The White House has honored UConn’s Dr. Cato T. Laurencin as a recipient of the National Medal of Technology and Innovation from the President of the United States.
The award is the nation’s highest honor for technological achievement that is bestowed by the President on America’s leading innovators. It was announced in December 2015.
“I am excited to be honored by President Barack Obama with this highest award in our land for scientific innovation,” said Laurencin in December. “I need to thank my family, teachers, mentors, colleagues, and students for inspiring me each and every day. What has been accomplished on this journey is in large part due to them.”
Laurencin received the medal at the White House on May 19. This marks the third time he has received White House honors. He is also the recipient of the Presidential Faculty Fellow Award from President Bill Clinton for his work bridging engineering and medicine, and the Presidential Award for Excellence in Science, Math, and Engineering Mentoring from President Barack Obama.
“We are so very proud of Dr. Laurencin and this prestigious accomplishment,” said University President Susan Herbst. “His unwavering commitment to pioneering medical, surgical, and research innovations are truly advancing scientific discovery and human health.”
Laurencin is a world-renowned surgeon-scientist in orthopaedic surgery, engineering, and materials science. He is known as a pioneer of the field of regenerative engineering. His work over a span of almost 30 years has had an extraordinary range of depth and breadth. He has made fundamental and seminal contributions in polymeric materials science and engineering, and nanotechnology. At the same time his research successes have included the growth and regeneration of bone, ligaments, and other musculoskeletal tissues.
“Congratulations to Dr. Laurencin on this amazing national recognition,” said Dr. Andrew Agwunobi, chief executive officer and executive vice president for health affairs at UConn Health. “Dr. Laurencin’s creative scientific vision and breakthrough research is catapulting UConn Health’s research enterprise to the forefront of innovation.”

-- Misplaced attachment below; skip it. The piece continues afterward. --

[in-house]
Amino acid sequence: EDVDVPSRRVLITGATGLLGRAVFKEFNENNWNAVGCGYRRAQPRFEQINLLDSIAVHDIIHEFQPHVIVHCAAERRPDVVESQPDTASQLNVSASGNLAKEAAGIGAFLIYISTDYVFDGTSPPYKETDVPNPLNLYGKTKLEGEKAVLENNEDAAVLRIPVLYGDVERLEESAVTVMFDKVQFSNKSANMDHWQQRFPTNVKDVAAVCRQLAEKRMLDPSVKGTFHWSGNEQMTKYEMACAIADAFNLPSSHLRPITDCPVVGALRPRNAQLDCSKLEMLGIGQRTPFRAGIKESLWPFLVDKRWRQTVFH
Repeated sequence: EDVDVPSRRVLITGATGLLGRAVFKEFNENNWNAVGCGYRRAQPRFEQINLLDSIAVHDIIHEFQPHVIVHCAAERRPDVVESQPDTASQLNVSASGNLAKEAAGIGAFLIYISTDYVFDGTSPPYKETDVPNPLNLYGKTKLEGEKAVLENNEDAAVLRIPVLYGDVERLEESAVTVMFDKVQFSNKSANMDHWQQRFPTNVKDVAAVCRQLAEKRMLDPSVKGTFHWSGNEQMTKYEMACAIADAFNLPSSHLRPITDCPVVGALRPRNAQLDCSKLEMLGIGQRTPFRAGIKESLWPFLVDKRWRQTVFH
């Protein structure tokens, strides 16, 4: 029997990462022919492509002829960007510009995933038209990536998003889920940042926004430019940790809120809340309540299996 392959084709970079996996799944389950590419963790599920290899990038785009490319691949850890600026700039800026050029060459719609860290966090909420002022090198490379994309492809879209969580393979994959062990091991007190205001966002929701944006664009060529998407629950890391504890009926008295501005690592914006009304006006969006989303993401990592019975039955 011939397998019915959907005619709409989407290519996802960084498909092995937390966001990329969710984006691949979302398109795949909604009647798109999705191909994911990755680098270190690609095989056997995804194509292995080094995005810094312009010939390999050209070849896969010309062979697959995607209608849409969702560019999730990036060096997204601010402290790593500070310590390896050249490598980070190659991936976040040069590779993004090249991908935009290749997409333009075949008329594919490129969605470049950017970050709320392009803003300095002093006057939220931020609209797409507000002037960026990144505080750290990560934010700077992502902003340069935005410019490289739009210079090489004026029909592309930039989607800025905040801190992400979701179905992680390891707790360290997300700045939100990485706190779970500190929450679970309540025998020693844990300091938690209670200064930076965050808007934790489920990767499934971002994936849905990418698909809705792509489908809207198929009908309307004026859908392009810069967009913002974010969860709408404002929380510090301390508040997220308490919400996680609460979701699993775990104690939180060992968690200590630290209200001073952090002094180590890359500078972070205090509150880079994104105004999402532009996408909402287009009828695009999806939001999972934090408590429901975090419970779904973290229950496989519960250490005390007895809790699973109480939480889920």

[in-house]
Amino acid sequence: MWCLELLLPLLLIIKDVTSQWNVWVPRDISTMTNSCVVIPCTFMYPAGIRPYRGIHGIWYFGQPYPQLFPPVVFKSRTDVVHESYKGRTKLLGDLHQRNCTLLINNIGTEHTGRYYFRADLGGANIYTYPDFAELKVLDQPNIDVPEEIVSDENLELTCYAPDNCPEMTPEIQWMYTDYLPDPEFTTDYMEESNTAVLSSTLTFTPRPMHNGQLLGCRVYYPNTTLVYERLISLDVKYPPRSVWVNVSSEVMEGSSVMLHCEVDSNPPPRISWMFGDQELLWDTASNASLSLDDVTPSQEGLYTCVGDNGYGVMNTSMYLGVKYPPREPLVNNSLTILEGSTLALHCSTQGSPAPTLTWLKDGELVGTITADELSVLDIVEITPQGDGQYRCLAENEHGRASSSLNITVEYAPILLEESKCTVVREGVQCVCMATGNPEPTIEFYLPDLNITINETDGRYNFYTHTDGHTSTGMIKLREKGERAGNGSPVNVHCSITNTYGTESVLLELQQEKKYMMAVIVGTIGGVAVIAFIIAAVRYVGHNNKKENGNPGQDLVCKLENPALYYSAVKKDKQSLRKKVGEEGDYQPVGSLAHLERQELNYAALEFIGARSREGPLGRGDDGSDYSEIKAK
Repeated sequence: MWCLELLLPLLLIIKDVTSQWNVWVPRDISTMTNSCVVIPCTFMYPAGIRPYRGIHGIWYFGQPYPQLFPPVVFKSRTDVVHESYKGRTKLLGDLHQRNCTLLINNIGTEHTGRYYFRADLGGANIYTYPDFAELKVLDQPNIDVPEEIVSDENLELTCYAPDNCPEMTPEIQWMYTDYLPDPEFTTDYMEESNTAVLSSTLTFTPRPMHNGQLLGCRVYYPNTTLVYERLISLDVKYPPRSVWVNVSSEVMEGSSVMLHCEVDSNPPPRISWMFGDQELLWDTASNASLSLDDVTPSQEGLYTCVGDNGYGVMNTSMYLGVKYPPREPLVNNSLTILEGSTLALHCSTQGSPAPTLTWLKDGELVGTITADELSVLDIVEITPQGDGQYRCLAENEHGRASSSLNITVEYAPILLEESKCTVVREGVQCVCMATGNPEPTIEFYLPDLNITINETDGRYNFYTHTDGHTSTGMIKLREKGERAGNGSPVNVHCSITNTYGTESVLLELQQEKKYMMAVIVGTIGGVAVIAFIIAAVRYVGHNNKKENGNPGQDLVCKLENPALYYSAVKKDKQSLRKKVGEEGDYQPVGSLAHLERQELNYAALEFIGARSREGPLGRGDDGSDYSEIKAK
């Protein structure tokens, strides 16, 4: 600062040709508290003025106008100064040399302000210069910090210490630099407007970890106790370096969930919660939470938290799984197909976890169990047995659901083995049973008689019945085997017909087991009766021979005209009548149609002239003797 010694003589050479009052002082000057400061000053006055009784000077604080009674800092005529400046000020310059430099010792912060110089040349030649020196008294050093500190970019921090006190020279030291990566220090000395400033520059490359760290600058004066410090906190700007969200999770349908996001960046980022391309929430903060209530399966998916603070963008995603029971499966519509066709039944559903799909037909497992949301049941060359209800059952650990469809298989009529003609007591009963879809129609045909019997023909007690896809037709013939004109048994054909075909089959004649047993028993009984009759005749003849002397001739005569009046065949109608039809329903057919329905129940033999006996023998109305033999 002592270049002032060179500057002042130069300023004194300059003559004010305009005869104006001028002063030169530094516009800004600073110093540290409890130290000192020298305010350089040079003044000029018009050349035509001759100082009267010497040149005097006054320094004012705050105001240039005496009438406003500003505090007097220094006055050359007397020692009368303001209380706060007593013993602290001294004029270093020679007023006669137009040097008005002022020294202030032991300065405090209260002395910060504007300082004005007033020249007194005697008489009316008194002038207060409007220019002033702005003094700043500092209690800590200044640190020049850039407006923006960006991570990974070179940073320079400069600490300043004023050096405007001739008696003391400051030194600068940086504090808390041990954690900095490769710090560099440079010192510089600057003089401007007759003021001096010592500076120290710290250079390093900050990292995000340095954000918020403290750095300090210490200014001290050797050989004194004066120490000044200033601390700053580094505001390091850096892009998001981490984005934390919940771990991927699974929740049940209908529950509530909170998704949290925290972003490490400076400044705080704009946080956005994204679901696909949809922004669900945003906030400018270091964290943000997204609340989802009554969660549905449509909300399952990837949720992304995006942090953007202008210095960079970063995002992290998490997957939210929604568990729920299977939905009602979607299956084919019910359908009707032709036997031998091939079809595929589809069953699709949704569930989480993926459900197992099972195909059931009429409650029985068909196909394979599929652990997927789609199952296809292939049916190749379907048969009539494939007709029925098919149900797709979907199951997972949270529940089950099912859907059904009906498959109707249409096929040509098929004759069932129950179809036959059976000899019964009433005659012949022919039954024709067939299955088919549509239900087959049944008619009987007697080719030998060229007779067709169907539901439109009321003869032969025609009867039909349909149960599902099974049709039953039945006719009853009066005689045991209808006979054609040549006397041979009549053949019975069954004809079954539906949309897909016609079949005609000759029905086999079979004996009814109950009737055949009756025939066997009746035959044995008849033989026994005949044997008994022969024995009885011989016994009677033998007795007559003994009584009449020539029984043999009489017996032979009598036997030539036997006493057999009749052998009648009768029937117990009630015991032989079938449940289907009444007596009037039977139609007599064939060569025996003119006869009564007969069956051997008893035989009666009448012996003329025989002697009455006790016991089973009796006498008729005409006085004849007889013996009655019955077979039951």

Beginning in 1985, the NMTI medal has been awarded annually to recognize those who have made lasting contributions to America’s competitiveness, standard of living, and quality of life through technological innovation, and who have made substantial contributions to strengthening the nation’s technological workforce. The medal is also meant to inspire future generations of Americans to prepare for and pursue technical careers to keep America at the forefront of global technology and economic leadership.
Laurencin earned his BSE in chemical engineering from Princeton University and his MD magna cum laude from Harvard Medical School. He simultaneously earned his Ph.D. in biochemical engineering/biotechnology from the Massachusetts Institute of Technology.
At UConn, Laurencin serves as the eighth University Professor in UConn’s 130-year history. He is professor of chemical and biomolecular engineering; professor of materials science and engineering; and professor of biomedical engineering. He is also the chief executive officer of the Connecticut Institute for Clinical and Translational Science (CICATS), UConn’s cross-university translational science institute. At UConn Health, he is director of the Institute for Regenerative Engineering; the Albert and Wilda Van Dusen Distinguished Professor of Orthopaedic Surgery; and director of The Raymond and Beverly Sackler Center for Biomedical, Biological, Physical, and Engineering Sciences. Laurencin is an elected member of both the National Academy of Medicine and the National Academy of Engineering.
The White House event on May 19 was live streamed at www.whitehouse.gov/live.